CEO 77-160 -- October 24, 1977
CONFLICT OF INTEREST
SCHOOL BOARD MEMBER SERVING AS BROKER ON BOND ISSUED ON BEHALF OF ANOTHER SCHOOL BOARD MEMBER
To: (Name withheld at the person's request.)
Prepared by: Phil Claypool
A school board member seemingly is prohibited by s. 112.313(3), F. S., from being president of an insurance agency which serves as broker on a bond issued on behalf of another school board member, as that statute prohibits a public officer from acting in a private capacity to sell any services to his public agency. However, Ch. 77-349, Laws of Florida, enacted during the 1977 Legislative Session, provides several exemptions to the application of s. 112.313(3), one of which occurs where the total amount of the transaction does not exceed $500. As the amount of the premium paid by the school board is $27, no prohibited conflict is created where the school board member's agency serves as broker of such bond.
Does a prohibited conflict of interest exist where I, a school board member, am president of an insurance agency which is serving as broker on a bond issued on behalf of another school board member?
Your question is answered in the negative.
In your letter of inquiry and in a telephone conversation with our staff, you advise that you are a member of the Manatee County School Board and that you are president and one-third owner of an insurance agency. You also advise that a recent appointee to the school board, in order to obtain her bond, went to a former agent of your firm who presently owns his own agency. That agent issued the bond, going through your agency as a broker, just as he has done with every bond he has issued in the past. The $27 premium for the bond was paid by the school board, and your agency paid the full commission of $9.25 to the agent. The bond will be effective for the remainder of the school board member's term, which is slightly longer than a year.
The Code of Ethics for Public Officers and Employees provides in relevant part:
DOING BUSINESS WITH ONE'S AGENCY. -- No employee of an agency acting in his official capacity as a purchasing agent, or public officer acting in his official capacity, shall either directly or indirectly purchase, rent, or lease any realty, goods, or services for his own agency from any business entity of which he or his spouse or child is an officer, partner, director, or proprietor or in which such officer or employee or his spouse or child, or any combination of them, has a material interest. Nor shall a public officer or employee, acting in a private capacity, rent, lease, or sell any realty, goods, or services to his own agency, if he is a state officer or employee, or to any political subdivision or any agency thereof, if he is serving as an officer or employee of that political subdivision . . . . [Section 112.313(3), F. S. 1975.]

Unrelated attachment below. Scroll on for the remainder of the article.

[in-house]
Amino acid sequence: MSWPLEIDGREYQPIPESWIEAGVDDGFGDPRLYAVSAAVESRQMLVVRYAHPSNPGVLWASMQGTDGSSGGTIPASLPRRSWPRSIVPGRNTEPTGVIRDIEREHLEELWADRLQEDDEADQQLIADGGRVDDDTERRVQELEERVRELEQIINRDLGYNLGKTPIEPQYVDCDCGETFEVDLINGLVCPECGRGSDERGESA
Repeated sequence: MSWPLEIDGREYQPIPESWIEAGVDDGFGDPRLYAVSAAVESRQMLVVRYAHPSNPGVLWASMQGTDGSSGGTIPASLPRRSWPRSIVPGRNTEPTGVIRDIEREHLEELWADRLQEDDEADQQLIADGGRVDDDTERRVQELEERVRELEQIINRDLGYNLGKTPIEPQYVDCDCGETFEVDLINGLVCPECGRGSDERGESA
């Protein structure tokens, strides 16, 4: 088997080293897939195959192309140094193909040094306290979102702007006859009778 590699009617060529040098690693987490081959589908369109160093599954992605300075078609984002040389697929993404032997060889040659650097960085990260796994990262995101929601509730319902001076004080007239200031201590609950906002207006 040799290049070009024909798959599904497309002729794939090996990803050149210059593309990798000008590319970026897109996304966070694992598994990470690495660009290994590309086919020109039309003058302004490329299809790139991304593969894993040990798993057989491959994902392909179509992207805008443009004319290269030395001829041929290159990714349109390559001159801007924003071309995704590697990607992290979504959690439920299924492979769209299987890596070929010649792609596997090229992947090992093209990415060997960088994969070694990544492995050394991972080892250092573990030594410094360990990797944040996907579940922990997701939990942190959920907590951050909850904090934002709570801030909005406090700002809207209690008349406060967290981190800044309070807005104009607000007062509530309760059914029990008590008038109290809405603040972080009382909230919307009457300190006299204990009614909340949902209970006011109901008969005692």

This provision prohibits a public officer acting in a private capacity from selling any services to his agency. We have previously advised that a public officer acts in a private capacity whenever a corporation of which he is an officer or director, or of which he owns more than 5 percent, takes action. CEO's 76-23 and 76-65.
However, Ch. 77-349, Laws of Florida, enacted during the most recent legislative session, provides several exemptions to the application of s. 112.313(3), above. One of those exemptions occurs where "[t]he total amount of the subject transaction does not exceed $500." Section 1, Ch. 77-349. Here the amount of the premium paid by the school board for a period of slightly more than a year was $27, from which your agency received no commission.
Accordingly, we find that there is no prohibited conflict of interest where your agency serves as broker on the subject bond.